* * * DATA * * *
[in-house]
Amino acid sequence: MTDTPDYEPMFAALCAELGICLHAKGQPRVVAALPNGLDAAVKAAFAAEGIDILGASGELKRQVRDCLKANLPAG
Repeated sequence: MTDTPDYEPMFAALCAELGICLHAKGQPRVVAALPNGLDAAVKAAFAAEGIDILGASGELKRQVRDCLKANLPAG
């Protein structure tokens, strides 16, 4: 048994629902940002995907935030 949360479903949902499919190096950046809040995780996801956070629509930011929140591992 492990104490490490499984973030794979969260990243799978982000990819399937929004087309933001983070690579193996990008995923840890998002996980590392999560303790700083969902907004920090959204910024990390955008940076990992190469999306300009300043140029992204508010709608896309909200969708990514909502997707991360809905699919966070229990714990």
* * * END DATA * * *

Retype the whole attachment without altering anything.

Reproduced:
[in-house]
Amino acid sequence: MTDTPDYEPMFAALCAELGICLHAKGQPRVVAALPNGLDAAVKAAFAAEGIDILGASGELKRQVRDCLKANLPAG
Repeated sequence: MTDTPDYEPMFAALCAELGICLHAKGQPRVVAALPNGLDAAVKAAFAAEGIDILGASGELKRQVRDCLKANLPAG
């Protein structure tokens, strides 16, 4: 048994629902940002995907935030 949360479903949902499919190096950046809040995780996801956070629509930011929140591992 492990104490490490499984973030794979969260990243799978982000990819399937929004087309933001983070690579193996990008995923840890998002996980590392999560303790700083969902907004920090959204910024990390955008940076990992190469999306300009300043140029992204508010709608896309909200969708990514909502997707991360809905699919966070229990714990």